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Reference: Elmardi, KA, Noor, AM, Githinji, S et al., (2011). Self-reported fever, treatment actions and malaria infection prevalence in the northern states of Sudan. Malaria journal, 10 (1), 128.Citable link to this page:


Self-reported fever, treatment actions and malaria infection prevalence in the northern states of Sudan.

Abstract: BACKGROUND: The epidemiology of fevers and their management in areas of low malaria transmission in Africa is not well understood. The characteristics of fever, its treatment and association with infection prevalence from a national household sample survey in the northern states of Sudan, an area that represents historically low parasite prevalence, are examined in this study. METHODS: In October-November 2009, a cluster sample cross-sectional household malaria indicator survey was undertaken in the 15 northern states of the Sudan. Data on household assets and individual level information on age, sex, whether the individual had a fever in the last 14 days and on the day of survey, actions taken to treat the fever including diagnostic services and drugs used and their sources were collected. Consenting household members were asked to provide a finger-prick blood sample and examined for malaria parasitaemia using a rapid diagnostic test (RDT). All proportions and odds ratios were weighted and adjusted for clustering. RESULTS: Of 26,471 respondents 19% (n = 5,299) reported a history of fever within the last two weeks prior to the survey and 8% had fever on the day of the survey. Only 39% (n = 2,035) of individuals with fever in last two weeks took any action, of which 43% (n = 875) were treated with anti-malarials. About 44% (n = 382) of malaria treatments were done using the nationally recommended first-line therapy artesunate+sulphadoxine-pryrimethamine (AS+SP) and 13% (n = 122) with non-recommended chloroquine or SP. Importantly 33.9% (n = 296) of all malaria treatments included artemether monotherapy, which is internationally banned for the treatment of uncomplicated malaria. About 53% of fevers had some form of parasitological diagnosis before treatment. On the day of survey, 21,988 individuals provided a finger-prick blood sample and only 1.8% were found positive for Plasmodium falciparum. Infection prevalence was higher among individuals who had fever in the last two weeks (OR = 3.4; 95%CI = 2.6 - 4.4, p < 0.001) or reported fever on the day of survey (OR = 6.2; 95%CI = 4.4 - 8.7, p < 0.001) compared to those without a history of fever. CONCLUSION: Across the northern states of the Sudan, the period prevalence of fever is low. The proportion of fevers that are likely to be malaria is very low. Consequently, parasitological diagnosis of all fevers before treatment is an appropriate strategy for malaria case-management. Improved regulation and supervision of health workers is required to increase the use of diagnostics and remove the practice of prescribing artemisinin monotherapy.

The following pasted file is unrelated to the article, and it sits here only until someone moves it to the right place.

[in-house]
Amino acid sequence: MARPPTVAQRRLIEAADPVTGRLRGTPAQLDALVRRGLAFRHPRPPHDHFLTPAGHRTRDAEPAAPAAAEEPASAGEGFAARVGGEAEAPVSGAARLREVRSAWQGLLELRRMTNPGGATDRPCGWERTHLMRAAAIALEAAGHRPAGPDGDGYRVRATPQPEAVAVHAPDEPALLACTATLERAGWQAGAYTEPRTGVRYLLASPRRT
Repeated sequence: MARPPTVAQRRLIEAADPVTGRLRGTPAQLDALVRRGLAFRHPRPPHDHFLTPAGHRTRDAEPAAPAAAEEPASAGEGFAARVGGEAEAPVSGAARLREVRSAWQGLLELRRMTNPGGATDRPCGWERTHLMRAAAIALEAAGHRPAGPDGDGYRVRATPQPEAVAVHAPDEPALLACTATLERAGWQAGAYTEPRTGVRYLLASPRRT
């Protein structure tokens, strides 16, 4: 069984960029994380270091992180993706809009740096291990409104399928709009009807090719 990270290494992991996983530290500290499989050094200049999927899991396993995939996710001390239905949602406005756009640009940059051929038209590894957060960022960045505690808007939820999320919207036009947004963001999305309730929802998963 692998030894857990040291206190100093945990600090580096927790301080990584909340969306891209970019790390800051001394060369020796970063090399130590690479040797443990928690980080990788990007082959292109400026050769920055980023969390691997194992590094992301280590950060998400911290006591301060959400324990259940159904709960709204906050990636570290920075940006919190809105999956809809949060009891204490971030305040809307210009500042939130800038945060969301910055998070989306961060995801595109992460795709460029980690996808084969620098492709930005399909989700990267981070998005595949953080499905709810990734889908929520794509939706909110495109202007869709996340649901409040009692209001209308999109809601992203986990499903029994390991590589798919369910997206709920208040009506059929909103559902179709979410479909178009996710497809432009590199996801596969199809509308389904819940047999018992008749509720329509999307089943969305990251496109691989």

Peer Review status:Peer reviewedPublication status:PublishedVersion:Publisher's version Funder: Global Fund to Fight Aids, Tuberculosis and Malaria   Notes:© 2011 Elmardi et al.; licensee BioMed Central Ltd. This is an Open Access article distributed under the terms of the Creative Commons Attribution License (, which permits unrestricted use, distribution, and reproduction in any medium, provided the original work is properly cited.

Bibliographic Details

Publisher: BioMed Central Ltd.

Publisher Website:

Journal: Malaria journalsee more from them

Publication Website:

Issue Date: 2011


Urn: uuid:789b3320-d251-49c4-a3af-94cbec59b46d

Source identifier: 154824

Eissn: 1475-2875


Issn: 1475-2875 Item Description

Type: Journal article;

Language: eng

Version: Publisher's versionKeywords: Humans Plasmodium falciparum Parasitemia Malaria, Falciparum Prevalence Family Characteristics Adolescent Adult Aged Aged, 80 and over Child Child, Preschool Infant, Newborn Infant Antimalarials Middle Aged Young Adult Cross-Sectional Studies Sudan Female Fever of Unknown Origin Male Tiny URL: pubs:154824


Autor: Elmardi, KA - - - Noor, AM - institutionUniversity of Oxford grantNumber081829 fundingWellcome Trust - - - Githinji, S - - - Abde



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